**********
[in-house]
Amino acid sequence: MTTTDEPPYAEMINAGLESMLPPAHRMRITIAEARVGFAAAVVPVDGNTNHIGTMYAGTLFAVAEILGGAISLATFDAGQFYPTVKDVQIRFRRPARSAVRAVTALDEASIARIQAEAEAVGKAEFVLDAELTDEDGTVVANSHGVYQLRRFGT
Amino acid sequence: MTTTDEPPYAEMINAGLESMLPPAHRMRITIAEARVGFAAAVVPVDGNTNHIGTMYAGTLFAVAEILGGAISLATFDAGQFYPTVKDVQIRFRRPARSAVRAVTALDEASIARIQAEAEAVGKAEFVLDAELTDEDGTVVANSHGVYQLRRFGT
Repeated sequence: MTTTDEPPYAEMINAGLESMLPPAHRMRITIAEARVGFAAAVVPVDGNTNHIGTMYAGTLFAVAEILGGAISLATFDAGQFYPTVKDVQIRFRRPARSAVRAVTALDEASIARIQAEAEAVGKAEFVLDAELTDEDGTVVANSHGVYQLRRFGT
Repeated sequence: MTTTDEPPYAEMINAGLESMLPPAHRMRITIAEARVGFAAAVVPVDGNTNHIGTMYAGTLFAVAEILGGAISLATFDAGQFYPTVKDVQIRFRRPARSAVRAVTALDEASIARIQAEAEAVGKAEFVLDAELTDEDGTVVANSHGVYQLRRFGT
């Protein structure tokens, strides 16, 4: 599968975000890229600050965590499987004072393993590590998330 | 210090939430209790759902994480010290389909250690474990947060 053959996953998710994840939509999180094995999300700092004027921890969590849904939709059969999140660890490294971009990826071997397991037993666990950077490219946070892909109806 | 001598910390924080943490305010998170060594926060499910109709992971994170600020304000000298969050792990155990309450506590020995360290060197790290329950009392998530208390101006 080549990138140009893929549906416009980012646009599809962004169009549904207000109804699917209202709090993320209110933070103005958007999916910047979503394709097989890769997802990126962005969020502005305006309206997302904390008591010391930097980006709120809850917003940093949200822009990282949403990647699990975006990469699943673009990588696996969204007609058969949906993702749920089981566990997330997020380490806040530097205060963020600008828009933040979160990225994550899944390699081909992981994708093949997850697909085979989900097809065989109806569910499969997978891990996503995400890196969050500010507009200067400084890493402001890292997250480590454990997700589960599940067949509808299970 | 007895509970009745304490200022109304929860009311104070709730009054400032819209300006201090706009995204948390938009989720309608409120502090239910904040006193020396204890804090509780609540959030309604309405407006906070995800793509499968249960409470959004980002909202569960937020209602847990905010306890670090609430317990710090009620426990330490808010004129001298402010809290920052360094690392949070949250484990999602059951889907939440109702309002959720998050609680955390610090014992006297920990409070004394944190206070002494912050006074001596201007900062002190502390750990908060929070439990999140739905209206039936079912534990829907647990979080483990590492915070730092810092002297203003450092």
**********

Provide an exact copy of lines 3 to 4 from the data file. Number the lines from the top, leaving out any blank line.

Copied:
Amino acid sequence: MTTTDEPPYAEMINAGLESMLPPAHRMRITIAEARVGFAAAVVPVDGNTNHIGTMYAGTLFAVAEILGGAISLATFDAGQFYPTVKDVQIRFRRPARSAVRAVTALDEASIARIQAEAEAVGKAEFVLDAELTDEDGTVVANSHGVYQLRRFGT
Repeated sequence: MTTTDEPPYAEMINAGLESMLPPAHRMRITIAEARVGFAAAVVPVDGNTNHIGTMYAGTLFAVAEILGGAISLATFDAGQFYPTVKDVQIRFRRPARSAVRAVTALDEASIARIQAEAEAVGKAEFVLDAELTDEDGTVVANSHGVYQLRRFGT